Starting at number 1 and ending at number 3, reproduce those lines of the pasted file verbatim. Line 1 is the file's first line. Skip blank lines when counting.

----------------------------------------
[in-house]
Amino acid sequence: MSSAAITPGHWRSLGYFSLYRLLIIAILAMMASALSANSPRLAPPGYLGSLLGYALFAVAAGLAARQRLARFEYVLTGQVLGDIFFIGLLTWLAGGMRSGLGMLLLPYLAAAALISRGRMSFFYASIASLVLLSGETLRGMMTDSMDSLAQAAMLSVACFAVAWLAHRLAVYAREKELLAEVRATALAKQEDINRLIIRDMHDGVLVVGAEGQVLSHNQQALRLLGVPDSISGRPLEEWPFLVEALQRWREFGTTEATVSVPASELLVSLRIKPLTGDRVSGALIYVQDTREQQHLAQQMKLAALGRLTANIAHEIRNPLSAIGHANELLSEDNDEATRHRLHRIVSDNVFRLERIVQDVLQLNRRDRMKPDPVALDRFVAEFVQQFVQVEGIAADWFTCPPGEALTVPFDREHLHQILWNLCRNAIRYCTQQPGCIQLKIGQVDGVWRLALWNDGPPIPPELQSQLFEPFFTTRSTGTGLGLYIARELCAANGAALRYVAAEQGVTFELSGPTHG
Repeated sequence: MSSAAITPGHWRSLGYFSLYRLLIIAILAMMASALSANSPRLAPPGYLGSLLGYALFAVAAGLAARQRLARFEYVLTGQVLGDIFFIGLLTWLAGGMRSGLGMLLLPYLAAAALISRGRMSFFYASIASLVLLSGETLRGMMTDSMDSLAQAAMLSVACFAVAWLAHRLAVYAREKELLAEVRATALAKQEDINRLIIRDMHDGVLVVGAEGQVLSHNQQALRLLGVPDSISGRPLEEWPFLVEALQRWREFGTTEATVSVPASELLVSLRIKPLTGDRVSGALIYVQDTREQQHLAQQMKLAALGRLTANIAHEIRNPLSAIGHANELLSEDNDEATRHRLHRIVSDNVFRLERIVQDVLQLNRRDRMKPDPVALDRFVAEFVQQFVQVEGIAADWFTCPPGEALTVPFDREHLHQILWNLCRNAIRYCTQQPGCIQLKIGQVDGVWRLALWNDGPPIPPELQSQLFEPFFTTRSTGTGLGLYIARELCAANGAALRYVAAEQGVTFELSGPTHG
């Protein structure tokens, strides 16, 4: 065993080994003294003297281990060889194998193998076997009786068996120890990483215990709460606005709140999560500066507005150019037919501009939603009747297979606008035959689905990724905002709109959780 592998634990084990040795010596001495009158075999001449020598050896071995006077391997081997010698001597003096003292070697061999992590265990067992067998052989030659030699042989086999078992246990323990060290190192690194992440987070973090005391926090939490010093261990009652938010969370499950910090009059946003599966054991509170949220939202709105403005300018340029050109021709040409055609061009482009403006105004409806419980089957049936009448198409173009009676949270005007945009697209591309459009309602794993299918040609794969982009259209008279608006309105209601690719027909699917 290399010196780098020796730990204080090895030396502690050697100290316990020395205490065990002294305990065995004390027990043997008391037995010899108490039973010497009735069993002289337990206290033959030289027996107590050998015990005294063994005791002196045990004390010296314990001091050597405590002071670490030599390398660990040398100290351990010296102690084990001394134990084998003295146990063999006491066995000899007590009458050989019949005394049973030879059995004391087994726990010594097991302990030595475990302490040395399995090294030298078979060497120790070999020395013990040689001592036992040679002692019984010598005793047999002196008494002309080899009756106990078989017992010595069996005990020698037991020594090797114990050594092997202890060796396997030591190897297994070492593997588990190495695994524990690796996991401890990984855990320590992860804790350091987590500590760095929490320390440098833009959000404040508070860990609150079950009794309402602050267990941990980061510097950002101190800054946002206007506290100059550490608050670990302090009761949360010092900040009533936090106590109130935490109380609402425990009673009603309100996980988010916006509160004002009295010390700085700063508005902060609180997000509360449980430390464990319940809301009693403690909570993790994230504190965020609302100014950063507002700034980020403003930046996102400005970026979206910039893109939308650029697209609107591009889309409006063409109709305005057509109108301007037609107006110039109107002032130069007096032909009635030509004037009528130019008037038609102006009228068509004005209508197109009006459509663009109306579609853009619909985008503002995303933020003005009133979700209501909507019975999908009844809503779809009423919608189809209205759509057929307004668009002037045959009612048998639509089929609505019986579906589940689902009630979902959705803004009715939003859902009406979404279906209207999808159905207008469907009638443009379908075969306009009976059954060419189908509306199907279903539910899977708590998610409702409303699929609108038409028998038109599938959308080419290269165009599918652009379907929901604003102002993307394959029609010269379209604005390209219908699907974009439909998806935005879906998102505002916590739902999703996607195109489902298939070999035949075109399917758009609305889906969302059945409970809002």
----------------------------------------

[in-house]
Amino acid sequence: MSSAAITPGHWRSLGYFSLYRLLIIAILAMMASALSANSPRLAPPGYLGSLLGYALFAVAAGLAARQRLARFEYVLTGQVLGDIFFIGLLTWLAGGMRSGLGMLLLPYLAAAALISRGRMSFFYASIASLVLLSGETLRGMMTDSMDSLAQAAMLSVACFAVAWLAHRLAVYAREKELLAEVRATALAKQEDINRLIIRDMHDGVLVVGAEGQVLSHNQQALRLLGVPDSISGRPLEEWPFLVEALQRWREFGTTEATVSVPASELLVSLRIKPLTGDRVSGALIYVQDTREQQHLAQQMKLAALGRLTANIAHEIRNPLSAIGHANELLSEDNDEATRHRLHRIVSDNVFRLERIVQDVLQLNRRDRMKPDPVALDRFVAEFVQQFVQVEGIAADWFTCPPGEALTVPFDREHLHQILWNLCRNAIRYCTQQPGCIQLKIGQVDGVWRLALWNDGPPIPPELQSQLFEPFFTTRSTGTGLGLYIARELCAANGAALRYVAAEQGVTFELSGPTHG
Repeated sequence: MSSAAITPGHWRSLGYFSLYRLLIIAILAMMASALSANSPRLAPPGYLGSLLGYALFAVAAGLAARQRLARFEYVLTGQVLGDIFFIGLLTWLAGGMRSGLGMLLLPYLAAAALISRGRMSFFYASIASLVLLSGETLRGMMTDSMDSLAQAAMLSVACFAVAWLAHRLAVYAREKELLAEVRATALAKQEDINRLIIRDMHDGVLVVGAEGQVLSHNQQALRLLGVPDSISGRPLEEWPFLVEALQRWREFGTTEATVSVPASELLVSLRIKPLTGDRVSGALIYVQDTREQQHLAQQMKLAALGRLTANIAHEIRNPLSAIGHANELLSEDNDEATRHRLHRIVSDNVFRLERIVQDVLQLNRRDRMKPDPVALDRFVAEFVQQFVQVEGIAADWFTCPPGEALTVPFDREHLHQILWNLCRNAIRYCTQQPGCIQLKIGQVDGVWRLALWNDGPPIPPELQSQLFEPFFTTRSTGTGLGLYIARELCAANGAALRYVAAEQGVTFELSGPTHG